Bitcoin Bomb Threat Emails Found to Be a Hoax, so Far

An email has been circulating in various workplaces demanding a sum in Bitcoin in exchange for being spared from a bombing.

Hundreds of workers in the United States and Canada were confronted on Thursday evening with a disturbing email threatening to bomb their workplaces if they didn’t fork over $20,000 in Bitcoin, Business Insider reports.

“Hello. There is an explosive device [...] in the building where your company is conducted. My recruited person constructed the bomb according to my guide… I want to propose you [sic] a bargain. You pay me $20,000 in Bitcoin and explosive [sic] will not detonate,” the email said.

The author of the email, who refers to himself as Claire James—although the email address used to send the message is “[email protected]”—then proceeded to provide a Bitcoin address and instructions on when the payment should be made.

The US Federal Bureau of Investigation swiftly issued a statement on the situation, confirming that it is aware of the circumstances.

“We are aware of the recent bomb threats made in cities around the country, and we remain in touch with our law enforcement partners to provide assistance. As always, we encourage the public to remain vigilant and to promptly report suspicious activities which could represent a threat to public safety,” the organization said.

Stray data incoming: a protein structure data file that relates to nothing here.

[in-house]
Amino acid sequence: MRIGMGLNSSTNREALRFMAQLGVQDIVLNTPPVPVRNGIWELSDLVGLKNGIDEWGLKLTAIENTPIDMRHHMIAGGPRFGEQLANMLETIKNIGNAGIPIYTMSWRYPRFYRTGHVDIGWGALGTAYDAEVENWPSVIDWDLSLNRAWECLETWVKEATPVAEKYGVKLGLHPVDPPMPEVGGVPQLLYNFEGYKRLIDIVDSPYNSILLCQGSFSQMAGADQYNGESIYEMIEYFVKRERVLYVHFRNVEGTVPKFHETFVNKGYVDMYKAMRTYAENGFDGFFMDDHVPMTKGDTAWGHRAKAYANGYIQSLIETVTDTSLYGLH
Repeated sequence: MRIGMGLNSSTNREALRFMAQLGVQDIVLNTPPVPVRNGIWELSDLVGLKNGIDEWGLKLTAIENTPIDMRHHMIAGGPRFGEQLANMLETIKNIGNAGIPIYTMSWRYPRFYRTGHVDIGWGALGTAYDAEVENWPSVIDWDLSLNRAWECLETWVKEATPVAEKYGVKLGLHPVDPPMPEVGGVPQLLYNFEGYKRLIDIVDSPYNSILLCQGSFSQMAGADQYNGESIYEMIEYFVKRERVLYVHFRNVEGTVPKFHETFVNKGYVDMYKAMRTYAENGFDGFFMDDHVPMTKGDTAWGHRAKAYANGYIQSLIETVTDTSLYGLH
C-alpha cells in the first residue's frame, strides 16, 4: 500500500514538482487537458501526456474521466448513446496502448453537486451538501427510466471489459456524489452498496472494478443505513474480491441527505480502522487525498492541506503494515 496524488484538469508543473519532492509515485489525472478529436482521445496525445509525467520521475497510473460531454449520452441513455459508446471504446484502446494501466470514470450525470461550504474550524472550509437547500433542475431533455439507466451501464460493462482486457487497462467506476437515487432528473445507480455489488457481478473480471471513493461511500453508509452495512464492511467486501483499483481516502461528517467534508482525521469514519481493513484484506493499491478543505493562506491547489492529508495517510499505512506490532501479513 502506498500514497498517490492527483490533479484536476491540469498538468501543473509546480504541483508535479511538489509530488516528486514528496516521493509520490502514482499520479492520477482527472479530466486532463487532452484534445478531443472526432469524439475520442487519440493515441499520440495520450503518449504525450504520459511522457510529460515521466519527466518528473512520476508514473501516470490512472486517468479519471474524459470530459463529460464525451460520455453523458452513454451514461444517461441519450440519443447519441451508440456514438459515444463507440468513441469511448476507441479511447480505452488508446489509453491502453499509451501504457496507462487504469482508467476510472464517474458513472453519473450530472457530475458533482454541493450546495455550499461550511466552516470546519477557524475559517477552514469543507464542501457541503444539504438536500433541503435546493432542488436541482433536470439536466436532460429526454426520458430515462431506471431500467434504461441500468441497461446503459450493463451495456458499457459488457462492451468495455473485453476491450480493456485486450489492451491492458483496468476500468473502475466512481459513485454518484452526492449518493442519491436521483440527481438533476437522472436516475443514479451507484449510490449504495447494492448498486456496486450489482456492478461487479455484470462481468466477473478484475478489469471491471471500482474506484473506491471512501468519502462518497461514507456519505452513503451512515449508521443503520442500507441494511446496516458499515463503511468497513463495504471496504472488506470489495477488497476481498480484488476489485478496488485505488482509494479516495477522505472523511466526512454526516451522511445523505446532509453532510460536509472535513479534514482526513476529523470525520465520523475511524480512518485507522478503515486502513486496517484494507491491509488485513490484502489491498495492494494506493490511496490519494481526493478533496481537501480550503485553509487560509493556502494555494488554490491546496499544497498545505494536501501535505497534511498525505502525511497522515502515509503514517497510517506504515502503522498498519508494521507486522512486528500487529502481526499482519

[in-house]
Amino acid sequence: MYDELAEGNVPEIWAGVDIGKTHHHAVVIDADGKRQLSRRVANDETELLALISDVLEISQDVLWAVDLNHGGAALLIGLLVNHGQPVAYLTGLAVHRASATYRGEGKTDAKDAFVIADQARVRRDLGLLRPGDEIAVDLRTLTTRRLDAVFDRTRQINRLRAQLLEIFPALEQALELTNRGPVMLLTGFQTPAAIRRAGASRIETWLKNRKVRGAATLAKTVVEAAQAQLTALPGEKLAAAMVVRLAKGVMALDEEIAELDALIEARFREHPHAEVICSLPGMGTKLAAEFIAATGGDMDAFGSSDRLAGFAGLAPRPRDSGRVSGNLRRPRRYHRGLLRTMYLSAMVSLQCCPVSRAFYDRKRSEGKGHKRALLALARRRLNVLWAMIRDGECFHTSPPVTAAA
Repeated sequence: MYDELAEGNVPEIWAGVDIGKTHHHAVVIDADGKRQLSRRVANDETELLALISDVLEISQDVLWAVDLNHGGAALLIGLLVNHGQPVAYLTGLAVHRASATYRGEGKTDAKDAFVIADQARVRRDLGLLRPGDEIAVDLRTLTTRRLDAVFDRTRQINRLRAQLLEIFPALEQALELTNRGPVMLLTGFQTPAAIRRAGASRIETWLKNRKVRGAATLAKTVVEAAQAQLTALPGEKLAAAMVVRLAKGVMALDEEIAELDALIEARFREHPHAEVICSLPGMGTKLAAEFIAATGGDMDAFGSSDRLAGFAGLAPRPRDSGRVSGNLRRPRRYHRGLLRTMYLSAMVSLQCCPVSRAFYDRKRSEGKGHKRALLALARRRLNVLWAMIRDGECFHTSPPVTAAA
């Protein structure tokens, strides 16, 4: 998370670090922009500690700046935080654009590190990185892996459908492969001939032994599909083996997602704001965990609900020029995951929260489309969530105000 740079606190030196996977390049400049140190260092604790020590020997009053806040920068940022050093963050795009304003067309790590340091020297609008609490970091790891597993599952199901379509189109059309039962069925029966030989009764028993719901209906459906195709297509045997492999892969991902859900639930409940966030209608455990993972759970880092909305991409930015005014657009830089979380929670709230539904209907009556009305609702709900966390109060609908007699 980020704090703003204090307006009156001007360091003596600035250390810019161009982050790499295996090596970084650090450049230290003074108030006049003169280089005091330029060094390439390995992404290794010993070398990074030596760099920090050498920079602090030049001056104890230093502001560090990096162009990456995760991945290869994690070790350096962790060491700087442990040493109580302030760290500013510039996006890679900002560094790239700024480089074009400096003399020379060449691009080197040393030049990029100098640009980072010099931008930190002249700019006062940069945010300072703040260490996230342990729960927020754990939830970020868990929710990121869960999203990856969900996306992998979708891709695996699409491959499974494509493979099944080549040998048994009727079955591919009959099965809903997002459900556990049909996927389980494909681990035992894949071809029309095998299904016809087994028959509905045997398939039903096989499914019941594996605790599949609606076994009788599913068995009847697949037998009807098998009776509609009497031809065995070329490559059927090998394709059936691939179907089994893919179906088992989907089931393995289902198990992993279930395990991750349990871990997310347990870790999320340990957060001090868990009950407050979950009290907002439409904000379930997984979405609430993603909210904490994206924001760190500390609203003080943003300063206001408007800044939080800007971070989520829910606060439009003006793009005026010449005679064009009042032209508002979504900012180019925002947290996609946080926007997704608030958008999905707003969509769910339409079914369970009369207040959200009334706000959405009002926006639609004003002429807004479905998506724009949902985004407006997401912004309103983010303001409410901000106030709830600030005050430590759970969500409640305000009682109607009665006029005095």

So far, authorities around the world have reported that no explosive devices have been found in any of the places where they looked, indicating that this is certainly a hoax.

It seems that the public is also convinced of this, as Cryptovest took a look at the Bitcoin address from the threatening emails and found that the balance after nearly 24 hours is still 0 BTC. It’s worth noting that not a single transaction has been made to the wallet.

The truth is that there’s no telling whether or not there is a bomb in any of the buildings where the emails were sent, but it’s looking less likely as time passes. For all their effort, these would-be scammers made nothing from their gig.

Not every potential victim is lucky enough to be confronted with empty threats, though. The Canadian town of Midland had to pay a ransom in BTC to regain access to files that were encrypted by hackers looking for a quick payout.

Although sending a bunch of spooky emails may not trigger a response, the aforementioned incident demonstrates that ransomware can still sway organizations to simply pony up the cash rather than deal with the headache of restoring data through methods that are not guaranteed to work.

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